In recent months I have struggled with being polite. In the last two years Syracuse University has badly failed to be inclusive to students and faculty members with a disability. They have used and abused both students and faculty. I have done my level best to be polite but have periodically failed. For instance, I have repeatedly stated the controversial promenade project was a "symbolic fuck you to every person who uses a wheelchair". My words are an affront to many who believe otherwise. I cannot toe the party line here--namely the promenade was created in part to make the campus more wheelchair accessible. The promenade looks great and will be on university brochures for years to come but it has added more steps to campus and is a barrier to inclusion. I find the project a shocking failure in terms of wheelchair access. Here in central New York where people are ever so nice to be confrontational is frowned upon. This pressure to be polite and nice is nothing short of dangerous for vulnerable populations. I just read an essay in the Establishment by Alex Lu, "I'm Not Going to be Nice About Ableism" that reinforced my thinking about the dangers of being nice. Link: https://theestablishment.co/im-not-going-to-be-nice-about-ableism-d8d32c493b7b#.63ds1y27x

In our current political environment, where civil rights are being eroded, we are beginning to see old institutional barriers re-emerge. We must be very careful not to fall for the alluring lie that if marginalized groups are nice enough, people will see the error of their ways. Pretty and flattering words alone do not change hearts and minds; making the political personal does. To even be in a place where we can even access your hearts and minds, much less change them, we need to be your colleague, your book club member, your neighbor, your boss, your friend, your teacher. 

Being nice gets people with a disability nowhere. A glance at disability history quickly reveals that direct action in the form of civil disobedience and protests yield results. Every time I get on a public bus I think of the fierce resistance I encountered as an EPVA bus buddy in New York City. I think of the Capital Crawl. I think of the Gallaudet and the Deaf President Now protests. I think of the long struggle to pass the ADA. What we people with a disability have never had is the support of the bipedal hordes that surround us. What people do not want to address is why are there so few people with a disability gainfully employed leading typical lives. Typical others do not want to address much less acknowledge that ableism is built into the fabric of society. Lu wrote:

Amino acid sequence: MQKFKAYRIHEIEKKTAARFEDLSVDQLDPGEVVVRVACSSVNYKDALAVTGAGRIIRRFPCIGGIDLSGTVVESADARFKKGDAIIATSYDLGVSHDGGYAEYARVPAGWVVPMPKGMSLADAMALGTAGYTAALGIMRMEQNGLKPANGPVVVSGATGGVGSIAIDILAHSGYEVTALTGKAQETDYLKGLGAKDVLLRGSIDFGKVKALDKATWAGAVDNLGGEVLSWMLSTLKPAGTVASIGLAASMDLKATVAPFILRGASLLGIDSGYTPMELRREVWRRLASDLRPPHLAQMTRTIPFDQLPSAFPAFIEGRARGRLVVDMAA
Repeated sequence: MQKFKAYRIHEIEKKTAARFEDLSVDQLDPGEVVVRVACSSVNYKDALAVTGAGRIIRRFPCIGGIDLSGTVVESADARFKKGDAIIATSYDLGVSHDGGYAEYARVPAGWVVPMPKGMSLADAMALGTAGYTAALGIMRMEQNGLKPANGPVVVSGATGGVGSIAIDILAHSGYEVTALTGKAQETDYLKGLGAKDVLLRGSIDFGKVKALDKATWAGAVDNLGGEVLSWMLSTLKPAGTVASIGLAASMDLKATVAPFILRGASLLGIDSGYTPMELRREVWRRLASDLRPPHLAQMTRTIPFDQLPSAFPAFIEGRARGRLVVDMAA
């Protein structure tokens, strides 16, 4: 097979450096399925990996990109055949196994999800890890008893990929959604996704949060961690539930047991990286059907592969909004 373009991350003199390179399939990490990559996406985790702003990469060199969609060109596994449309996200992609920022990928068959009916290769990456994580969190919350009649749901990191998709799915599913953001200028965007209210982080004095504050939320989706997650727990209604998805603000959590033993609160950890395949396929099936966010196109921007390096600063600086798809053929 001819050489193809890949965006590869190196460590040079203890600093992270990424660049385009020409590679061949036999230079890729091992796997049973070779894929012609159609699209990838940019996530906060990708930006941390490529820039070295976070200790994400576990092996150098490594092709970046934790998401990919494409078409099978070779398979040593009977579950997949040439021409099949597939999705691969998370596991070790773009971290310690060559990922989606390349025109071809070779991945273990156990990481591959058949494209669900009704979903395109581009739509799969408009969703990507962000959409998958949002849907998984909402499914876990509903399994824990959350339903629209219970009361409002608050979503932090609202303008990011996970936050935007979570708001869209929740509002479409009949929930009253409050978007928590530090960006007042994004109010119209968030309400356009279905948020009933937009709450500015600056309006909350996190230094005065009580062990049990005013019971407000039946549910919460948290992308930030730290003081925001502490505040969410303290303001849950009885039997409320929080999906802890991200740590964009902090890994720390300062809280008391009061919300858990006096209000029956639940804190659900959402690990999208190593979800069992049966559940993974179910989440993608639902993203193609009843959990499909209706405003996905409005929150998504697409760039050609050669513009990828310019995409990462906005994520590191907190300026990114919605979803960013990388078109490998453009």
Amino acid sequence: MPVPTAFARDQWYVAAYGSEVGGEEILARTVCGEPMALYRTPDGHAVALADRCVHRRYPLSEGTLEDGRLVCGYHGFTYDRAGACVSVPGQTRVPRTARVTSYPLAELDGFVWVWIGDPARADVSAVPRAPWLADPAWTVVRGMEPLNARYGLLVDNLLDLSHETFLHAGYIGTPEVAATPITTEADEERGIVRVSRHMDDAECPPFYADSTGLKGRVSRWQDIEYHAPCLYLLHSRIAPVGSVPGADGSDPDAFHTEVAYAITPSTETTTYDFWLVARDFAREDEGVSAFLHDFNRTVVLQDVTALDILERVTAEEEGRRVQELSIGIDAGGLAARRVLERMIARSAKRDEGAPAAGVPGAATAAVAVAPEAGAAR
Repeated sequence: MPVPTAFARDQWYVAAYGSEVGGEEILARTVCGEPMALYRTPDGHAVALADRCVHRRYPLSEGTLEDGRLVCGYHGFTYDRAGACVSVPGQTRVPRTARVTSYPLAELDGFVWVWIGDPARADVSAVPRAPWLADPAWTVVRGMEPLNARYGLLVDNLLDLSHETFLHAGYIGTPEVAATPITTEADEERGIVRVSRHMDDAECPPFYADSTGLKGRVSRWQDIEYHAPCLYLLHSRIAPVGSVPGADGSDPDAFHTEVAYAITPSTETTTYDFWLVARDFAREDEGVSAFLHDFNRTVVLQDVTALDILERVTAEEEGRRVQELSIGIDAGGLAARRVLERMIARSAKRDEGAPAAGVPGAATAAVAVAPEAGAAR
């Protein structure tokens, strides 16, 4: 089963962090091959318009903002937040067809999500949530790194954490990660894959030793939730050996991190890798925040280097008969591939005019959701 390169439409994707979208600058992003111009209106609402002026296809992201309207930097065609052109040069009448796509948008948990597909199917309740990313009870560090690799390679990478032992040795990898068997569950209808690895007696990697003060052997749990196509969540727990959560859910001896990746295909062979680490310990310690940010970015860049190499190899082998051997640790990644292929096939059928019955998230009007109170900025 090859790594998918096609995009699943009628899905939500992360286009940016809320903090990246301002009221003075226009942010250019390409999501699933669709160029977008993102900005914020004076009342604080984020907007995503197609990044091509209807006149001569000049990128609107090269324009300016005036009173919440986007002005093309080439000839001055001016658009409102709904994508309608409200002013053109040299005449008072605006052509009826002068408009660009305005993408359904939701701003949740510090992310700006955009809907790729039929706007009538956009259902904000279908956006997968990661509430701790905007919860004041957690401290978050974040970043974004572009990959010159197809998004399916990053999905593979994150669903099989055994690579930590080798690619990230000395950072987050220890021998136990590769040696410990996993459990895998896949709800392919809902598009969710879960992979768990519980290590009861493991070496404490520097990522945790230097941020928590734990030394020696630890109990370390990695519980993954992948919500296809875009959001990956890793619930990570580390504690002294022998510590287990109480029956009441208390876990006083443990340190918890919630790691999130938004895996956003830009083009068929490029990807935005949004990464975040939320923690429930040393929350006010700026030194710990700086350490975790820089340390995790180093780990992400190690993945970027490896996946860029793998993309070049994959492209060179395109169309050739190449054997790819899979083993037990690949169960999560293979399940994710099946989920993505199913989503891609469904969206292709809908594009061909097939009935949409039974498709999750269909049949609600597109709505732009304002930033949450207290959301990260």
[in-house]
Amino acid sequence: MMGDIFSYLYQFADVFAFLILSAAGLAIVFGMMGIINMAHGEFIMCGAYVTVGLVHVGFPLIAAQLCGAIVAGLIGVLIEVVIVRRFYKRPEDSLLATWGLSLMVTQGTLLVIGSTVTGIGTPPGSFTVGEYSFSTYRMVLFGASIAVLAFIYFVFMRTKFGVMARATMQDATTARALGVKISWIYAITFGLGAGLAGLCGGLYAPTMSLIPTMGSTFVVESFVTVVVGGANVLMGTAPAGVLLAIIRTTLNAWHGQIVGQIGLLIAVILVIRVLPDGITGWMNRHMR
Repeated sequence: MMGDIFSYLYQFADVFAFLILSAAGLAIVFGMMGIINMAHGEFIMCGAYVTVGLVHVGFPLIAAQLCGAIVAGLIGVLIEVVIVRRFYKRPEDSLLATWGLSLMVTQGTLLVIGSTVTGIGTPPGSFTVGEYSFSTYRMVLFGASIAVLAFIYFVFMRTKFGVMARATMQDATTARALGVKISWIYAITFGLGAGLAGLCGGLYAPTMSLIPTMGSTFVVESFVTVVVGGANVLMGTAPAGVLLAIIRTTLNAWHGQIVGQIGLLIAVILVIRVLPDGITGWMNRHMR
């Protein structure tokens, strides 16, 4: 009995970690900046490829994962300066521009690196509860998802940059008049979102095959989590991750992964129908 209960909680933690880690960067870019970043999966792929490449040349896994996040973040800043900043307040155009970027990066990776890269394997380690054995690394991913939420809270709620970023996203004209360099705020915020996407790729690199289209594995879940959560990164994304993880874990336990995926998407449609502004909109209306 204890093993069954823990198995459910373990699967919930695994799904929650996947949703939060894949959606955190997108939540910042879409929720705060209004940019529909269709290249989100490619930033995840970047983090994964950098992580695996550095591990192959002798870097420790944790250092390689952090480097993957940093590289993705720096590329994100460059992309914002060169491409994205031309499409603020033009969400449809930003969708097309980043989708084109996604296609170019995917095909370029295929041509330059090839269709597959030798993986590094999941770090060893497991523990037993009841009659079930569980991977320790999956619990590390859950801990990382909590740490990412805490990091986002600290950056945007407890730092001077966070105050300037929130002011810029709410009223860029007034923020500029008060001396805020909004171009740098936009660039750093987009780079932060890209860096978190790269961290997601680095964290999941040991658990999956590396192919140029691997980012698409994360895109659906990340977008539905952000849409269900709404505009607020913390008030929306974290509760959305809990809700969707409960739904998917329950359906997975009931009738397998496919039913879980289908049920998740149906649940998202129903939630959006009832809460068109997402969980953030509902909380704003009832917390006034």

you must understand that it took me extraordinary measures to get to where I stand today. As an undergraduate, I quickly realized that the lecture format in universities severely disadvantaged me due to my disability; my response was to spend three times the amount of time as my hearing classmates, painstakingly going through the syllabus of each class I was enrolled in line-by-line, piecing together the content from lecture slides, textbooks, and independent research, to compensate for what I could not glean from the lectures. Even then, I would get docked marks; sometimes it would be because I would miss that the professor emphasized a particular point not on the syllabus and told everyone else it would be on the exam. Still not being enough, I made the strategic decision to take a full year off from my undergraduate to work as a research assistant, where I co-authored enough papers to finally bridge the gap between myself and hearing students. 

One would think the university system and academic organizations would openly welcome students and scholars with a disability but that is wildly wrong. Universities have never been welcoming to students and faculty with a disability. Exceptions exist of course--a simple google search will lead to many essays that identify universities that are indeed accessible. Syracuse University is one of those universities that is often listed as being accessible. Yet Syracuse uses OrangeSUcess that is entirely inaccessible to those who are blind and use screen readable soft ware. When I attend an academic conference even the most basic question about wheelchair access cannot be answered. Needless raised stages with steps abound at academic conferences and I have had many sessions cut short waiting for the stage to be taken down. If I become angry I also become the problem. This is most evident at the recent AWP meetings (Association of Writers and Writing Programs) in Washington DC. 15,000 people attended and the AWP has an abysmal record with regard to the inclusion of writers with a disability. Stephen Kuusisto recently wrote: 

The great thing about the AWP’s annual fest is there’s something for everyone who loves words. Unless you have a disability. If you’re disabled you’re essentially forced to participate by sufferance. That is, you’re allowed in. If you need ramps, sighted assistance, directions, or, perhaps more fundamentally, a welcoming smile, you’re out of luck.

Kuusisito is getting at a truth that is is hard to fathom.